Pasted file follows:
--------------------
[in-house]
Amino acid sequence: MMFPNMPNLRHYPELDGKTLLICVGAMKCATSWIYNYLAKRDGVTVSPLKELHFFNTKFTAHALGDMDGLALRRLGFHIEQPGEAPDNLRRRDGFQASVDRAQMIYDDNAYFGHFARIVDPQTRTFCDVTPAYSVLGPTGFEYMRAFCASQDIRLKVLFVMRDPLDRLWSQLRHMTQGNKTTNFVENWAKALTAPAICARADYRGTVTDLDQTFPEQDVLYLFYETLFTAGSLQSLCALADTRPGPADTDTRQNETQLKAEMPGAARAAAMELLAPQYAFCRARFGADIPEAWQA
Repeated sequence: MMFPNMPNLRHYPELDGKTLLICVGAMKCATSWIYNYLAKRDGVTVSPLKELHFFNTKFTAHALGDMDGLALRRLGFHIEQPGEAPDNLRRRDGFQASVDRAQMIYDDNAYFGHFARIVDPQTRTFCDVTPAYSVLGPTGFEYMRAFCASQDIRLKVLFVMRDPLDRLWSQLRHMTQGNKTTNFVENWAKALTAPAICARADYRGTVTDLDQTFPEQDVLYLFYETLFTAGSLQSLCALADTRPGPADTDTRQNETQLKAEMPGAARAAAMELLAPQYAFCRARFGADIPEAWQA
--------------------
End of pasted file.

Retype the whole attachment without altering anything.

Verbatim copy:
[in-house]
Amino acid sequence: MMFPNMPNLRHYPELDGKTLLICVGAMKCATSWIYNYLAKRDGVTVSPLKELHFFNTKFTAHALGDMDGLALRRLGFHIEQPGEAPDNLRRRDGFQASVDRAQMIYDDNAYFGHFARIVDPQTRTFCDVTPAYSVLGPTGFEYMRAFCASQDIRLKVLFVMRDPLDRLWSQLRHMTQGNKTTNFVENWAKALTAPAICARADYRGTVTDLDQTFPEQDVLYLFYETLFTAGSLQSLCALADTRPGPADTDTRQNETQLKAEMPGAARAAAMELLAPQYAFCRARFGADIPEAWQA
Repeated sequence: MMFPNMPNLRHYPELDGKTLLICVGAMKCATSWIYNYLAKRDGVTVSPLKELHFFNTKFTAHALGDMDGLALRRLGFHIEQPGEAPDNLRRRDGFQASVDRAQMIYDDNAYFGHFARIVDPQTRTFCDVTPAYSVLGPTGFEYMRAFCASQDIRLKVLFVMRDPLDRLWSQLRHMTQGNKTTNFVENWAKALTAPAICARADYRGTVTDLDQTFPEQDVLYLFYETLFTAGSLQSLCALADTRPGPADTDTRQNETQLKAEMPGAARAAAMELLAPQYAFCRARFGADIPEAWQA